Laquitar Wed 02-Oct-13 12:05:28

I dont think 9 is too young. They do form opinions at this age so i think they should be exposed to reality andif the reality is upsetting them then at least you know that they wont become racists and bigots.

bababababoom Wed 02-Oct-13 12:05:43

YANBU.

valiumredhead Wed 02-Oct-13 12:06:59

At year 5 it is age appropriate. It's awful, shocking and upsetting, how could it be anything but?

Bonsoir Wed 02-Oct-13 12:07:43

I lent the film Sarah's Key to a 49 year old friend of mine recently. She returned it, telling me she hadn't been able to watch it as too distressing.

DP and I watched that film with DD (8) earlier this year. We did it in two goes as we were aware it was grueling. But, in our eyes, very necessary.

I am afraid I get impatient with adults who won't face up to human horrors.

Dobbiesmum Wed 02-Oct-13 12:08:03

Was it just a general googling of images? I would have thought that the pictures of the piled up luggage, glasses and other personal items would have given the children as much information about what went on rather than graphic images, or using aspects of online museum exhibits like the ones on the Yad Vashem website.

FrauMoose Wed 02-Oct-13 12:08:05

I would assume the school's computers have some sort of 'safe search' filter so that certain images would not come up. However I think that a more structured, carefully prepared-for approach in which only a limited number of images could be found and discussed, would be appropriate for younger children.

I think I would want to approach the teacher and find out more about the lesson, and how the children had been introduced to the topic.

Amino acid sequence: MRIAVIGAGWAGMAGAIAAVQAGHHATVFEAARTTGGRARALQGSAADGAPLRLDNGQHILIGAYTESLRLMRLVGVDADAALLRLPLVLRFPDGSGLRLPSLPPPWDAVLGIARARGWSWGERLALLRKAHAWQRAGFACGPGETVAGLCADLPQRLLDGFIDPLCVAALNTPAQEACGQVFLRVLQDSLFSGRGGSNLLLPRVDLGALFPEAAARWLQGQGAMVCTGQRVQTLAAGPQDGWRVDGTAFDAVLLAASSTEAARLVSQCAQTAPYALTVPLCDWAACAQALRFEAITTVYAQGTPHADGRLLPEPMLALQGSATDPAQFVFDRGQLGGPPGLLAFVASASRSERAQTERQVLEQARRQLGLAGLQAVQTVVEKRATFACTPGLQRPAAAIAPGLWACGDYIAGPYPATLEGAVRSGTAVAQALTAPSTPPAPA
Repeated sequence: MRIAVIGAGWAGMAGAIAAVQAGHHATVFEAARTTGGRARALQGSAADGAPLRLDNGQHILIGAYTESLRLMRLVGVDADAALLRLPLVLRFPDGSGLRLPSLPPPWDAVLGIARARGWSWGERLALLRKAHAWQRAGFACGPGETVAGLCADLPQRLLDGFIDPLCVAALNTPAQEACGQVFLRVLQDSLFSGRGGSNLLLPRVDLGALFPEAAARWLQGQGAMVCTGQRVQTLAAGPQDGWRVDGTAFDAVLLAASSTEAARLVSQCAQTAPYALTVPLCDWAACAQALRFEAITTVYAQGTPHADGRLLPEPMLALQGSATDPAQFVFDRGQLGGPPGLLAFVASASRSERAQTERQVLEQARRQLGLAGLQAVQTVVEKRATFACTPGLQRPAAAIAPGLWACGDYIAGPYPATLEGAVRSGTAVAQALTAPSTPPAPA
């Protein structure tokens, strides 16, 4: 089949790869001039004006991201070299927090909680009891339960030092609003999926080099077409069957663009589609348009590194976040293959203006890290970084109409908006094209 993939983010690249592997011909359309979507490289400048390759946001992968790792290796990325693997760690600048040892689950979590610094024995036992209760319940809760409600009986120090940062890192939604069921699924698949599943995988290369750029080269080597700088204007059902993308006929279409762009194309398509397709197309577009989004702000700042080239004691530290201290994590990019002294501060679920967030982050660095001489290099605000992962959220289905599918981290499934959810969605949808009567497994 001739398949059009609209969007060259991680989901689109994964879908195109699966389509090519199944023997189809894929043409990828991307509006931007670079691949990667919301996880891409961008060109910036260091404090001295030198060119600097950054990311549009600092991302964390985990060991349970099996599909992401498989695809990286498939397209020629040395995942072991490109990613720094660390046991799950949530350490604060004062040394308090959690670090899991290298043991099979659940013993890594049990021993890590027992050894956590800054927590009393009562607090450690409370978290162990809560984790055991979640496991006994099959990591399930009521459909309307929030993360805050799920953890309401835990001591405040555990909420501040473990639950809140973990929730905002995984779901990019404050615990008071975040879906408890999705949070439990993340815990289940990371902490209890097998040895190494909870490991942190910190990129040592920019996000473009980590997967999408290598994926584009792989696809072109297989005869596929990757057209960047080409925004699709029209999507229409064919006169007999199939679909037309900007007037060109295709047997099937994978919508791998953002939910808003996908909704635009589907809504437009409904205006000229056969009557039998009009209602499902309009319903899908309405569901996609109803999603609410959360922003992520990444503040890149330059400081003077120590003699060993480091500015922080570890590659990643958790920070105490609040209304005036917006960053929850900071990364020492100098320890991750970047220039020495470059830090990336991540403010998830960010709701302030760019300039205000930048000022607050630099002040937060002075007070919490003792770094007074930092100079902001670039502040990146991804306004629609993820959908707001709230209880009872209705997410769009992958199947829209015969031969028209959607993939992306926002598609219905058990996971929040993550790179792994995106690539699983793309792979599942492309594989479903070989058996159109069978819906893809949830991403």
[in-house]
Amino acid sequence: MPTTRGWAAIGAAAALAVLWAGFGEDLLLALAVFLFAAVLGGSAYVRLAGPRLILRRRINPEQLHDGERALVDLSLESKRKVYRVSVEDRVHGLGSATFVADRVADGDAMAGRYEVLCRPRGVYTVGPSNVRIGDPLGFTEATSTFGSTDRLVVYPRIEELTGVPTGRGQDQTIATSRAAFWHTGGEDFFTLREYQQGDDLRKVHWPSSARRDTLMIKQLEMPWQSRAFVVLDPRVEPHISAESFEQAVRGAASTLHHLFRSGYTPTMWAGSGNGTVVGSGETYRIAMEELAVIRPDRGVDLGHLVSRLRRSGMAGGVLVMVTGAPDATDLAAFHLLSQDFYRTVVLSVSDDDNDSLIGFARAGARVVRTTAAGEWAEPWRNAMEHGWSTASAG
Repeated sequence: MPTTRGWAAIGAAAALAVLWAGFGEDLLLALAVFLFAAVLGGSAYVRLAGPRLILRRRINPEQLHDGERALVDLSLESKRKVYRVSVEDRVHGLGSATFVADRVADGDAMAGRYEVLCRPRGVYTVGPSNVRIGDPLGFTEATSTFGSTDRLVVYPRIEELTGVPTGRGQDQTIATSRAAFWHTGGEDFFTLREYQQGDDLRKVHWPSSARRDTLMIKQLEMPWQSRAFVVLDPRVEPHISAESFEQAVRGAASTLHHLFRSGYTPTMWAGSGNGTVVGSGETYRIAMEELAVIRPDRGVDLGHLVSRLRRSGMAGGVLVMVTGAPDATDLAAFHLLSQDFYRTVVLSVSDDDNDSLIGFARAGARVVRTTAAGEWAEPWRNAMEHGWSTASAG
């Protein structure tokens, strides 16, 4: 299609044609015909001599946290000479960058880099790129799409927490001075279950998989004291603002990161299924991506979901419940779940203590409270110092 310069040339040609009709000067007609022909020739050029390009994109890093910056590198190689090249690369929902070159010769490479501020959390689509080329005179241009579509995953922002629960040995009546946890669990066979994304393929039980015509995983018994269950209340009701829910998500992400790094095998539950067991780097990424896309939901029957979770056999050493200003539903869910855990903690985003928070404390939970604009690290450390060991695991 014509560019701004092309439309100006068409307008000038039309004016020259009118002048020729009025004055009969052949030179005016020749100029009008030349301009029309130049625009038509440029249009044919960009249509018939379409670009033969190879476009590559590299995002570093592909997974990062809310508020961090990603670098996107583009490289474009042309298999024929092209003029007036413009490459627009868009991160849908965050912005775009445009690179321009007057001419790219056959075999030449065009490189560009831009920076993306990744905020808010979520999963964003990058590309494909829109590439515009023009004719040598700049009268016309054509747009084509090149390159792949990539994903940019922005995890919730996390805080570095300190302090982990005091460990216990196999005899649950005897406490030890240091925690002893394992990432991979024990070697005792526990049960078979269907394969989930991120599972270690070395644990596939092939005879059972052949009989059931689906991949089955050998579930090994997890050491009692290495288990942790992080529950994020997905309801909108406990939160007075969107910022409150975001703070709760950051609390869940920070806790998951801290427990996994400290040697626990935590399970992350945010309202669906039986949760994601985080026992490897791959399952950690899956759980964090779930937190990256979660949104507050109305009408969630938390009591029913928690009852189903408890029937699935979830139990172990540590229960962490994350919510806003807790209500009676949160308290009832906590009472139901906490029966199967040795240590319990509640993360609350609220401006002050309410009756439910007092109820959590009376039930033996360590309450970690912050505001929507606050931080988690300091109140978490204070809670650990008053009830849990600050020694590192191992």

I am the child of somebody who was a refugee from Nazi Germany. Many of my maternal relatives were in camps. I think because it's such an important topic, it needs to be approached with particular care.

Dobbiesmum Wed 02-Oct-13 12:09:20

X post, sorry x

Lweji Wed 02-Oct-13 12:09:23

I'm thinking of my son, 8.

IMO children shouldn't be too sheltered from life.

Those images are harrowing for anyone, and that's how it should be.

I think it is important that even children have an understanding of how horrible those camps were and WWII itself.

Do you think your DD will be severely affected?

It's a good thing that she talked to you. I hope you were able to discuss all her feelings about it.

It depends.

Would I like my children seeing the films of bodies being bulldozed or more graphic details that I saw when studying Jewish history at Uni? no.

However, pictures of the people in the camps are just a small window into the utter horror of what happened. You can't teach about the 2WW without covering it. Children lived through it. At some point they need to learn about how horrible life can be.

At 9yo it's perfectly reasonable for them to see pictures of people in a concentration camp. It's an important lesson.

buildingmycorestrength Wed 02-Oct-13 12:10:07

But how can we help children deal with the upsetting nature of this and other awful events? Talk about it, join the right campaigns, take some action, donate to the Red Cross or whatever, light a candle, reassure them it won't happen to them...? What do people do to help children with the fear and terror that these things can bring?